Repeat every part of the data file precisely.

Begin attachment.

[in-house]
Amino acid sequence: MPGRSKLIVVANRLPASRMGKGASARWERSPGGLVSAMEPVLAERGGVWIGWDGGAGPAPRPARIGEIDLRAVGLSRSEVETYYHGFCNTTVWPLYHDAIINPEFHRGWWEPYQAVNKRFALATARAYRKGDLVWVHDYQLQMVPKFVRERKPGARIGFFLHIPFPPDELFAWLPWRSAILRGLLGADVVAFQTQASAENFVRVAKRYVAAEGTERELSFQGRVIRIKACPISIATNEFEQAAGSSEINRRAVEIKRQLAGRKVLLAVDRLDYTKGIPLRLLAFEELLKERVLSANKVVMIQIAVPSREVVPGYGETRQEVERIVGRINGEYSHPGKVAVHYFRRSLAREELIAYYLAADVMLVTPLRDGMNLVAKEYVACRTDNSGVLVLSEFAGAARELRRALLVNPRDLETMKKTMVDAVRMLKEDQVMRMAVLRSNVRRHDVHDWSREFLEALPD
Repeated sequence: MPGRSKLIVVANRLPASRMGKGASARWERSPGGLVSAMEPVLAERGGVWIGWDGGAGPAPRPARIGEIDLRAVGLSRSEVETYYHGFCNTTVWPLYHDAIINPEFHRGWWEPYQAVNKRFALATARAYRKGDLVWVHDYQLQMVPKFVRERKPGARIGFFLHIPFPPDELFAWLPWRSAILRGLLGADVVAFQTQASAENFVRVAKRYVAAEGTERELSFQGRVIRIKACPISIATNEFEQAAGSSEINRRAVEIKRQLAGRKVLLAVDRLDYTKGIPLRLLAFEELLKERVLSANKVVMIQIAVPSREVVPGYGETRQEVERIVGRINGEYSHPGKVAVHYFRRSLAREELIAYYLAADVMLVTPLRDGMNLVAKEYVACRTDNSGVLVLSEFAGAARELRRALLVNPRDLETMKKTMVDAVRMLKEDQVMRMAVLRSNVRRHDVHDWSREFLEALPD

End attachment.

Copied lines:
[in-house]
Amino acid sequence: MPGRSKLIVVANRLPASRMGKGASARWERSPGGLVSAMEPVLAERGGVWIGWDGGAGPAPRPARIGEIDLRAVGLSRSEVETYYHGFCNTTVWPLYHDAIINPEFHRGWWEPYQAVNKRFALATARAYRKGDLVWVHDYQLQMVPKFVRERKPGARIGFFLHIPFPPDELFAWLPWRSAILRGLLGADVVAFQTQASAENFVRVAKRYVAAEGTERELSFQGRVIRIKACPISIATNEFEQAAGSSEINRRAVEIKRQLAGRKVLLAVDRLDYTKGIPLRLLAFEELLKERVLSANKVVMIQIAVPSREVVPGYGETRQEVERIVGRINGEYSHPGKVAVHYFRRSLAREELIAYYLAADVMLVTPLRDGMNLVAKEYVACRTDNSGVLVLSEFAGAARELRRALLVNPRDLETMKKTMVDAVRMLKEDQVMRMAVLRSNVRRHDVHDWSREFLEALPD
Repeated sequence: MPGRSKLIVVANRLPASRMGKGASARWERSPGGLVSAMEPVLAERGGVWIGWDGGAGPAPRPARIGEIDLRAVGLSRSEVETYYHGFCNTTVWPLYHDAIINPEFHRGWWEPYQAVNKRFALATARAYRKGDLVWVHDYQLQMVPKFVRERKPGARIGFFLHIPFPPDELFAWLPWRSAILRGLLGADVVAFQTQASAENFVRVAKRYVAAEGTERELSFQGRVIRIKACPISIATNEFEQAAGSSEINRRAVEIKRQLAGRKVLLAVDRLDYTKGIPLRLLAFEELLKERVLSANKVVMIQIAVPSREVVPGYGETRQEVERIVGRINGEYSHPGKVAVHYFRRSLAREELIAYYLAADVMLVTPLRDGMNLVAKEYVACRTDNSGVLVLSEFAGAARELRRALLVNPRDLETMKKTMVDAVRMLKEDQVMRMAVLRSNVRRHDVHDWSREFLEALPD